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ALLSTAT  March 2007

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Subject:

RSS General Applications Section Meeting on Data Mining

From:

"Marriott, John" <[log in to unmask]>

Reply-To:

Marriott, John

Date:

Tue, 20 Mar 2007 08:49:46 -0000

Content-Type:

text/plain

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Royal Statistical Society
General Applications Section

Meeting on Data Mining, 11 April 2007 at the RSS, 12 Errol Street,
London EC1Y 8LX

14.00 Professor John Keane, University of Manchester

Developing data mining algorithms

14.45 Professor Mark Girolami, University of Glasgow

Bayesian activity profiling in scoring fraudulent telephone usage

15.30 Tea

16.00 Professor David Hand (Imperial College)

What you get is what you want? Some dangers of black box data mining

16.45 Panel discussion

17.30 Close of meeting

This meeting is sponsored by the Southampton Statistical Sciences
Research Institute.

For further details, please contact the meeting organisers: Alan Kimber
([log in to unmask]) or John Marriott
([log in to unmask])


Abstracts

John Keane, University of Manchester

Developing data mining algorithms

This talk will consider involvement in data mining over more than a
decade, across a wide variety of applications including statistical
disclosure, bioinformatics, medical diagnosis, pedestrian detection and
electricity forecasting. The technical focus will be on a number of
recent activities across a range of algorithmic approaches:
classification, rough sets, item set mining, neuro-fuzzy systems,
hierarchical fuzzy systems and hierarchical hybrid systems. 

Mark Girolami, University of Glasgow

Bayesian activity profiling in scoring fraudulent telephone usage

This talk considers a Bayesian solution to the problem of scoring &
identifying anomalous, and therefore potentially fraudulent, usage of a
telephone service by individual accounts. Creating and maintaining
account specific profiles, which are represented by discrete
multivariate probability distributions, provides a consistent and highly
practical means of scoring and ranking individual service usage in terms
of potential malfeasance. The computational overhead of the proposed
method is such that millions of account profiles can be stored and
maintained so that tens of millions of transactions can be scored on a
daily basis using standard computing capabilities. A commercial
prototype system based on this proposed methodology has been developed
by Memex Technologies and evaluated in an operational environment by the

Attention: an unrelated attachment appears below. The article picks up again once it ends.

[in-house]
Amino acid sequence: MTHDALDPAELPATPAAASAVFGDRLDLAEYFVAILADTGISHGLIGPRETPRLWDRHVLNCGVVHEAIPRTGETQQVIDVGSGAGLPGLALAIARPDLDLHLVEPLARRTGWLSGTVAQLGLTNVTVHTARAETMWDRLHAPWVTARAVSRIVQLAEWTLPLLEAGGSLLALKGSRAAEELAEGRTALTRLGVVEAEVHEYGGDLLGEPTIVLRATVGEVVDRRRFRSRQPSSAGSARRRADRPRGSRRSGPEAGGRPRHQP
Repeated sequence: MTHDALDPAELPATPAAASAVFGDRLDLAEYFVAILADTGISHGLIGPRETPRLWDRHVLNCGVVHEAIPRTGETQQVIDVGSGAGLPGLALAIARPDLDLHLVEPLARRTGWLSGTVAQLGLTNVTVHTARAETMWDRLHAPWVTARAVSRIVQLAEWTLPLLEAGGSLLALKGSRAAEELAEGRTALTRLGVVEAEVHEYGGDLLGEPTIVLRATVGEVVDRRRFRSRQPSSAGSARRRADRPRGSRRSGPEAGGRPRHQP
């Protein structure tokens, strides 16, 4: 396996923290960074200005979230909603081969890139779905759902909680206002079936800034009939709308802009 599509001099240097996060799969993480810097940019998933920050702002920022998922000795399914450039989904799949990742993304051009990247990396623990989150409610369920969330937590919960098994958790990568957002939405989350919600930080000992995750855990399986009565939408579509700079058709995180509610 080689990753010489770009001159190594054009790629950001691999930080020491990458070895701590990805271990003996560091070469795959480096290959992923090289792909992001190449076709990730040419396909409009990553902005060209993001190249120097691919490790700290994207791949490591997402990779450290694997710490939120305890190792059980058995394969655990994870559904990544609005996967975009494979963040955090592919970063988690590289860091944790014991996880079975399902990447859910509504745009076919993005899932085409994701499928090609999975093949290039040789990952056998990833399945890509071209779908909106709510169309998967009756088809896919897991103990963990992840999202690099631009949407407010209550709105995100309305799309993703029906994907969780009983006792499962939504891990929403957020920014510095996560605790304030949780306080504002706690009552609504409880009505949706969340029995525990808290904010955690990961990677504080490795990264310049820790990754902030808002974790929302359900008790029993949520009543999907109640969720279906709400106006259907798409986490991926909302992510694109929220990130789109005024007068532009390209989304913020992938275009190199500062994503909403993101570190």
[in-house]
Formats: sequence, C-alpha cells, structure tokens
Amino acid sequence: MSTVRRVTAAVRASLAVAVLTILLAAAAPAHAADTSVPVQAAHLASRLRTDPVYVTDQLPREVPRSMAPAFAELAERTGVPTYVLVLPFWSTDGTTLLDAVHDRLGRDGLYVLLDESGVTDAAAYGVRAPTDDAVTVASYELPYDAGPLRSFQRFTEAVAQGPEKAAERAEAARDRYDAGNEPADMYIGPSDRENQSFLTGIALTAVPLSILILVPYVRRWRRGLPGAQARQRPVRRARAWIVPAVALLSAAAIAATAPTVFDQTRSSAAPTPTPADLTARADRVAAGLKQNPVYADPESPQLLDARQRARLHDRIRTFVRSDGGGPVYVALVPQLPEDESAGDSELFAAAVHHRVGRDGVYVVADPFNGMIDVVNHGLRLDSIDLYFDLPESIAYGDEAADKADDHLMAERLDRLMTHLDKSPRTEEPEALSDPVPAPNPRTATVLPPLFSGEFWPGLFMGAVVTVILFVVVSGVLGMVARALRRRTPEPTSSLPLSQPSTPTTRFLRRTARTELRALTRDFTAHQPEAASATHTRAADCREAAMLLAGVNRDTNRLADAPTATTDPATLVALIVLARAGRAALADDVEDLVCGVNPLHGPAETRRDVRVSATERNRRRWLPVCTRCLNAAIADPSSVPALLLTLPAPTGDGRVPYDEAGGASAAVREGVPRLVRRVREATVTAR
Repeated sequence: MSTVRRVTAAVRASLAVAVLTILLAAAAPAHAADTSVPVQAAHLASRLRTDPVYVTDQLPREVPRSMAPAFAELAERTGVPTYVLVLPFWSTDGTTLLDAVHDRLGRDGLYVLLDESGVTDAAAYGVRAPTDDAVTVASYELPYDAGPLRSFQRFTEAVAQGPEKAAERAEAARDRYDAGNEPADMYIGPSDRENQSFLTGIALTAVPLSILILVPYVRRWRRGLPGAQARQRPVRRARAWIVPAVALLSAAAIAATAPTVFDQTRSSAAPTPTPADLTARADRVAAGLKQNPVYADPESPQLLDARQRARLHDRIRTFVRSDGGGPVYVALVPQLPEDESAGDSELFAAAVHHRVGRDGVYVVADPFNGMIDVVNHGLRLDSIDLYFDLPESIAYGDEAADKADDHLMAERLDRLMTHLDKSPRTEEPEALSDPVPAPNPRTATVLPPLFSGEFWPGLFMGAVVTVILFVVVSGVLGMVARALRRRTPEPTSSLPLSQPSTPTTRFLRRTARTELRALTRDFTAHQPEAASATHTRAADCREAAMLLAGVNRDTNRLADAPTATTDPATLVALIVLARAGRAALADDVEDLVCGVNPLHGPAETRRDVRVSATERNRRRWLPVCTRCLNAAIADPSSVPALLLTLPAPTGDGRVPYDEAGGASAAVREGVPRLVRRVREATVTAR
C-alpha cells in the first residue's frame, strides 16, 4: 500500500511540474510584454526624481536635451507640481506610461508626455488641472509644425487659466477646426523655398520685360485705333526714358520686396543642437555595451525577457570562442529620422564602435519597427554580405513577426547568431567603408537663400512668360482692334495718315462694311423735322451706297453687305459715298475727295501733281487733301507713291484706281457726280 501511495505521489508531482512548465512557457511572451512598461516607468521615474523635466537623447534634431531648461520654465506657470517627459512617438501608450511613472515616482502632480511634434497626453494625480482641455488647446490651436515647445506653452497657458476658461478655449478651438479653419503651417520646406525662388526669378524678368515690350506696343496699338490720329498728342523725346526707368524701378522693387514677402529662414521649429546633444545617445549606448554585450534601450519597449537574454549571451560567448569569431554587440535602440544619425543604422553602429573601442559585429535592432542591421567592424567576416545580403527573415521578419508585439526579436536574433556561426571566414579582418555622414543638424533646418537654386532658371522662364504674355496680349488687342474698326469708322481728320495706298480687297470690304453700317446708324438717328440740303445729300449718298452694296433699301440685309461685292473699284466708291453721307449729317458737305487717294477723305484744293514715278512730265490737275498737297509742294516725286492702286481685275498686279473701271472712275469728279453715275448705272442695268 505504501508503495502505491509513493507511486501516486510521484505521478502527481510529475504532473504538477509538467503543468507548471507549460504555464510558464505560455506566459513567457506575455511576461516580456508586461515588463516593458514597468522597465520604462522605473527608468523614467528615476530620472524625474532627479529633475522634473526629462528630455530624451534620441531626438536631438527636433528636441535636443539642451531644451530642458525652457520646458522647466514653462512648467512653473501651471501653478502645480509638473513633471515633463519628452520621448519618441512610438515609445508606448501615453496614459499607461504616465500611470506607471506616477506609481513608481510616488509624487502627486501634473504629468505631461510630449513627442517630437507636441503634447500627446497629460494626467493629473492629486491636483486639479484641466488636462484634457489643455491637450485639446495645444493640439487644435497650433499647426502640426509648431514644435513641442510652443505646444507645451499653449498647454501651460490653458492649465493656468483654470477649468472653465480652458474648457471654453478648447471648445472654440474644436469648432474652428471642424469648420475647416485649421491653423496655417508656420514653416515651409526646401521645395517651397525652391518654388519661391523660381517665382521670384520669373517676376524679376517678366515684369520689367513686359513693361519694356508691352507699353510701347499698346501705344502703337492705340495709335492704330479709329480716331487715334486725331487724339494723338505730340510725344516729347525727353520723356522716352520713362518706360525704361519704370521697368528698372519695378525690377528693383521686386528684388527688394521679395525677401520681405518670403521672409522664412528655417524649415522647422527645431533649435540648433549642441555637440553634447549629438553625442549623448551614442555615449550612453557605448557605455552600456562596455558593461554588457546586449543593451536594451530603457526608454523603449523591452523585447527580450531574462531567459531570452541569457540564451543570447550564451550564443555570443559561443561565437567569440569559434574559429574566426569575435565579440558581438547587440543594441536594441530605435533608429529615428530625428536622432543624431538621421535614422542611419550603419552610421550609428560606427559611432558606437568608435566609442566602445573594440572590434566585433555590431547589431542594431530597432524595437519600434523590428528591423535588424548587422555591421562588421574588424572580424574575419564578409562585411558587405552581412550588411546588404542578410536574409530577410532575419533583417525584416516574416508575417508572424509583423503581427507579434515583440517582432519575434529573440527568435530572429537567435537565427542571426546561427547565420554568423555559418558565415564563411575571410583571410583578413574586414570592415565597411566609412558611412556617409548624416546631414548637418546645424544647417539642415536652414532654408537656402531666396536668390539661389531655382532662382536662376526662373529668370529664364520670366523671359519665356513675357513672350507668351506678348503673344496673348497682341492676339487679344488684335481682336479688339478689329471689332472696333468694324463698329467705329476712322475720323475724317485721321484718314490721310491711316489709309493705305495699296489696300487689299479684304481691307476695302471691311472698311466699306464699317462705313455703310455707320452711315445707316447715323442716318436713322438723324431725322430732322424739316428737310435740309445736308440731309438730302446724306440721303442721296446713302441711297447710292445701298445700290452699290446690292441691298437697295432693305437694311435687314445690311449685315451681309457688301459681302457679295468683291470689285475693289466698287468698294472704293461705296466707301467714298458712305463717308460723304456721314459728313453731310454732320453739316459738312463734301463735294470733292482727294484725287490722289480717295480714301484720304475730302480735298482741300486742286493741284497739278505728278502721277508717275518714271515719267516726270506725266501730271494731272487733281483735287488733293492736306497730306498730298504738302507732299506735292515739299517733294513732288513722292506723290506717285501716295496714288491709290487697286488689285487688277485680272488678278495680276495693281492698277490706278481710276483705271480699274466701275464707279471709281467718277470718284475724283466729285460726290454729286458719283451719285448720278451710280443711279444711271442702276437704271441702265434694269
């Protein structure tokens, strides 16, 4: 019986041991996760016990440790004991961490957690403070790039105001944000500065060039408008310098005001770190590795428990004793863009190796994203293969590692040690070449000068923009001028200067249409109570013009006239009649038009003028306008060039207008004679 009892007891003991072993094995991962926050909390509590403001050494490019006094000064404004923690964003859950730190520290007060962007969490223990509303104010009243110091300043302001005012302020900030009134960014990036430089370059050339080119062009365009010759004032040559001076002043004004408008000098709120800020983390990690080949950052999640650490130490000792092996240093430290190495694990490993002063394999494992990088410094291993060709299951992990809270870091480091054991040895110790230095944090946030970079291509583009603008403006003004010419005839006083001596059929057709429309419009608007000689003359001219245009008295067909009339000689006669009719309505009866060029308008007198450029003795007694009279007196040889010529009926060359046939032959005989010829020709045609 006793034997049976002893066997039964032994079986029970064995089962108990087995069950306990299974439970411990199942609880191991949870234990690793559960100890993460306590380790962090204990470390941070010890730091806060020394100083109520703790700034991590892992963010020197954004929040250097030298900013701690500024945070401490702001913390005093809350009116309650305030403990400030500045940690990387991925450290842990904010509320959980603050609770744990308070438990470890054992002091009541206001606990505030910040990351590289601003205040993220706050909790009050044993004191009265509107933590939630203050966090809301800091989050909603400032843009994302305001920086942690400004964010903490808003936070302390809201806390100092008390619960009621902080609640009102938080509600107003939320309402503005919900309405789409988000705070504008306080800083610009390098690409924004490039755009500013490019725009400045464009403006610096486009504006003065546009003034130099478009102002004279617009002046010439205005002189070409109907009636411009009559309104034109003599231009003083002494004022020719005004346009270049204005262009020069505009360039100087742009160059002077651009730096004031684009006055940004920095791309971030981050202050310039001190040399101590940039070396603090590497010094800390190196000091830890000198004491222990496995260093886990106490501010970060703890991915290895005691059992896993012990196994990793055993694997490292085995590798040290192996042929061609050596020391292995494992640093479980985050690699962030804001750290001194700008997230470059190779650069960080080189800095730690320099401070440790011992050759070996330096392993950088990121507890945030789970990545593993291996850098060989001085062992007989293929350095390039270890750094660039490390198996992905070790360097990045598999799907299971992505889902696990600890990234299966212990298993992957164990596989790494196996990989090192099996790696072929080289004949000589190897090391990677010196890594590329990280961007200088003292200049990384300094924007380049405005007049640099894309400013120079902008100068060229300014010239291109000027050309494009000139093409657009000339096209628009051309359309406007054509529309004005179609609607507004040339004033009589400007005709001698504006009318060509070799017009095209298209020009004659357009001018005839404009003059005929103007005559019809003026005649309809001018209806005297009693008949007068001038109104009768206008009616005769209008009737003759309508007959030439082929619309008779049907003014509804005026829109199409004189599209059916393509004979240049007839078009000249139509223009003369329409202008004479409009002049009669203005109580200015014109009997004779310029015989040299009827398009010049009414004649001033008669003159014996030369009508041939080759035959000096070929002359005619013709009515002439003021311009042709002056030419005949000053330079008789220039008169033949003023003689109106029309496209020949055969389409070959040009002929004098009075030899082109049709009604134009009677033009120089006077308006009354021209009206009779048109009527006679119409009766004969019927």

telecom operator NTL. 

Such model-based profiling methods rely on a compact generative
representation of the sequential activity of a number of individuals
within a population in which case there is a tradeoff between the
definition of individual specific and global models. A linear-time
distributed model for finite state symbolic sequences representing
traces of individual user activity is considered by making the
assumption that heterogeneous user behaviour may be 'explained' by a
relatively small number of common structurally simple behavioural
patterns which may interleave randomly in a user-specific proportion.
The results of empirical studies related to telephone usage and web
browsing behaviour will be presented and indicates that this modelling
approach provides an efficient representation scheme, reflected by
improved prediction performance as well as providing low complexity and
intuitively interpretable representations.

David Hand, Imperial College

What you get is what you want? Some dangers of black box data mining
 
Descriptions of data mining tools, and examples of them in action,
generally assume that the truth is out there, is fixed and invariant,
and can be discovered, at least in principle. The fact is, however, that
life is often more complicated than this suggests.  Sometimes shaky
assumptions cast serious doubt on one's conclusions.  Sometimes the
exciting knowledge nuggets are irrelevant in the context of the bigger
picture. Even worse, however, sometimes the very data mining exercise
itself has consequences which render its own results invalid.  Data
mining is a powerful technology for profit and progress, but careless
use of any powerful technology can have serious adverse consequences. 



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Nottingham Trent University has taken steps to ensure that this email and any attachments are virus-free, but we do advise that the recipient should check that the email and its attachments are actually virus free.  This is in keeping with good computing practice.

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